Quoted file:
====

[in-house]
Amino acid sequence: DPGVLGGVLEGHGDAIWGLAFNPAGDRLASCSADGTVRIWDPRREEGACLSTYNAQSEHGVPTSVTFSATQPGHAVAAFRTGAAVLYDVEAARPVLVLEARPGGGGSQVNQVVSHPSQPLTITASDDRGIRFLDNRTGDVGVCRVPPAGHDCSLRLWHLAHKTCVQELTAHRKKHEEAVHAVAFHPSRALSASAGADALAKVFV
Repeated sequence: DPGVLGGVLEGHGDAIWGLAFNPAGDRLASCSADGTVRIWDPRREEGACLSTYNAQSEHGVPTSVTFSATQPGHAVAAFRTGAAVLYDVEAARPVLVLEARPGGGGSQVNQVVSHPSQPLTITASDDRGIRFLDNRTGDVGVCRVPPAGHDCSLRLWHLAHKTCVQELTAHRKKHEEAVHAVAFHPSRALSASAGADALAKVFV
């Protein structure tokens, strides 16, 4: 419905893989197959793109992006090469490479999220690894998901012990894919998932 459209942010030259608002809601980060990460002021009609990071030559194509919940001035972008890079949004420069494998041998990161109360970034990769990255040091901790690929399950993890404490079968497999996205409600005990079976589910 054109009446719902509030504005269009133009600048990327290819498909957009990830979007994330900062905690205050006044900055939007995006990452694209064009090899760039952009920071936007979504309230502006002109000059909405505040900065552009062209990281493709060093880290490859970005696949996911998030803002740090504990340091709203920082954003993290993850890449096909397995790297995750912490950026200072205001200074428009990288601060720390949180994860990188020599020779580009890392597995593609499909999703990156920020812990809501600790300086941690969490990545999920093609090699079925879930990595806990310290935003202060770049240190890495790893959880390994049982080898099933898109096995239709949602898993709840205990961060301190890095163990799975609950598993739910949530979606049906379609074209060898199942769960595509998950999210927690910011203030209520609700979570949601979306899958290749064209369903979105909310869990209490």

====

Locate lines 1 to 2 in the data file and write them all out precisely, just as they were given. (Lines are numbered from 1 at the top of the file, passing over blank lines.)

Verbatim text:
[in-house]
Amino acid sequence: DPGVLGGVLEGHGDAIWGLAFNPAGDRLASCSADGTVRIWDPRREEGACLSTYNAQSEHGVPTSVTFSATQPGHAVAAFRTGAAVLYDVEAARPVLVLEARPGGGGSQVNQVVSHPSQPLTITASDDRGIRFLDNRTGDVGVCRVPPAGHDCSLRLWHLAHKTCVQELTAHRKKHEEAVHAVAFHPSRALSASAGADALAKVFV